I still believe in Santa Claus.
I don’t remember when I first heard of St. Nicholas. Does anyone? But I remember the sense of wonder and excitement I felt on Christmas Eve. It’s not the kind of feeling you can ever quite recapture, but the thought of those days cheers me still.
There is a sort of ritual to it all. Of course a list must be made. When you’re a child this is a detail of paramount importance. The list must be crafted with great thought and care. Without it you might spend Christmas morning opening boxes of socks and underwear. No child wants socks and underwear, and finding them under wrapping paper is especially cruel.
Like a lot of people we set out cookies and milk. In the morning the milk was gone, but there was always a cookie left with a bite missing. Santa can’t be eating all our cookies, it seems, and there must be untold millions of cookies to follow. That a man might eat so many at all is something of a miracle in itself. Is it any wonder he’s so portly?
Every child knows Santa will never come while you’re awake, but trying to sleep when you know flying reindeer may appear isn’t easy. As a kid I spent hours staring wide eyed at the ceiling, thinking please let me fall asleep- please, please, please! I don’t think I was the only one.
My sister and I sometimes snuck out of our rooms to peek at the tree. Sometimes Santa had already come. Sometimes he hadn’t. It was back to bed for us.
I don’t know how early you got your parents up as a child, but my sister and I felt 5:00am was as good a time as any. We were sent back to bed, nodded off for an hour and tried again at 6:00, then 7:00. At long last we gathered at the tree; us children bouncing with excitement- our parents yawning, stretching, slowly returning to life. Strong coffee was brewed.
Santa always brought us something. We must have been reasonably well behaved ’cause we never saw a lump of coal in our stockings. The worst we found was something useful. Children do not want something useful for Christmas. It’s like socks and underwear again. I may have need pencils for school, but I didn’t want pencils for school. Why would Santa do such a thing?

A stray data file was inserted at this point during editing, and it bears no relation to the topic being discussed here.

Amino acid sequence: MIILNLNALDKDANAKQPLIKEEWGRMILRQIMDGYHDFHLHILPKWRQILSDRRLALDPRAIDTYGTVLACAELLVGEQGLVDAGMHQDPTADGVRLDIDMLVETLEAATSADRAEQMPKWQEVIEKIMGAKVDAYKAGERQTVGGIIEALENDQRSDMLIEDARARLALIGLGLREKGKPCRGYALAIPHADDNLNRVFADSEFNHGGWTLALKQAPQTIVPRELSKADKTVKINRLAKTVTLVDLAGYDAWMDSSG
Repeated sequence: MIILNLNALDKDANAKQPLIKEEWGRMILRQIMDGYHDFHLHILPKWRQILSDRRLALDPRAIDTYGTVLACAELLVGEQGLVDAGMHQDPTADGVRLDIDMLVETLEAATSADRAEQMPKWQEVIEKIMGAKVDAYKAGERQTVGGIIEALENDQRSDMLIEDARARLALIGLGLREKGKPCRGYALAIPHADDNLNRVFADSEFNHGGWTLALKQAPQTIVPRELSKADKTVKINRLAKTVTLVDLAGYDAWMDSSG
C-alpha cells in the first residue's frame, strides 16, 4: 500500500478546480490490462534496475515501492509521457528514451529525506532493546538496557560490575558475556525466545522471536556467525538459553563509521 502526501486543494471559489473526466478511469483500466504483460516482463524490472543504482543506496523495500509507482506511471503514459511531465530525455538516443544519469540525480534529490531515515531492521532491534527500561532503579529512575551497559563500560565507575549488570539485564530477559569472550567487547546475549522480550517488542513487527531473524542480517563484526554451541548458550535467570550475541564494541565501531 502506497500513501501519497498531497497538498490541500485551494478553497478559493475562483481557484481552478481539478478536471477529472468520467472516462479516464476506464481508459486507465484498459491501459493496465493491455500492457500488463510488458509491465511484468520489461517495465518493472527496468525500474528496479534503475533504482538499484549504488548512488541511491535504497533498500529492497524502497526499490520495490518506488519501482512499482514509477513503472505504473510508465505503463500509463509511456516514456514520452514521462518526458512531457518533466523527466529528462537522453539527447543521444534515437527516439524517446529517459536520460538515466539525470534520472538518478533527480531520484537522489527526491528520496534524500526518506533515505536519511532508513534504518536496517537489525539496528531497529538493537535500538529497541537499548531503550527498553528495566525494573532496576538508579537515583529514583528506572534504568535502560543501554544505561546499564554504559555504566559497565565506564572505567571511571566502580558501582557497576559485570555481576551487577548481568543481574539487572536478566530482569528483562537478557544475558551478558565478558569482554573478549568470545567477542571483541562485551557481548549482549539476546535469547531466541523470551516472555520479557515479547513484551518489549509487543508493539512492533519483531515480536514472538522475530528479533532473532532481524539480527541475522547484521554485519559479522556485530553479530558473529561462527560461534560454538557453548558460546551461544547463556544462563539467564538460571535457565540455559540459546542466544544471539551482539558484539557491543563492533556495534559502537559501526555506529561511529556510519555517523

It was a long time before I knew how lucky we were. Some kids in school seemed to get fewer presents from Santa, but I knew they were nice. Christmas, it seemed, was not the same for everyone, and for a while I wasn’t sure why.
You begin to deal with some serious doubts. Is believing in a magical man living at the north pole amid elves and flying reindeer rational? How can he visit so many children in one night? And what about the kids without chimneys? How’s he getting into those houses? Could the parental rumor be true? Is Santa fake?
Well I for one am sticking to my guns. Santa is real, and if you want proof I’ll give it to you.
Santa’s mission is to show the spirit of love and generosity; of kindness and goodwill. Children are reminded that someone thinks they’re special. Someone cares.
Maybe he uses magic. Maybe he uses parents.
The methods don’t matter.
The results do.
So now we approach another Christmas. Another generation will struggle to sleep, lying wide eyed in the dark. Another generation will wake on Christmas morning to a world full of miracles. Love is a miracle. Family is a miracle. We would all do well to keep our sense of wonder at humanity’s compassion. Despite the pain we sometimes find in the world, most people are good, and decent, and kind.
Yes, I still believe in Santa Claus and I always will.
Merry Christmas to all, and to all a good night.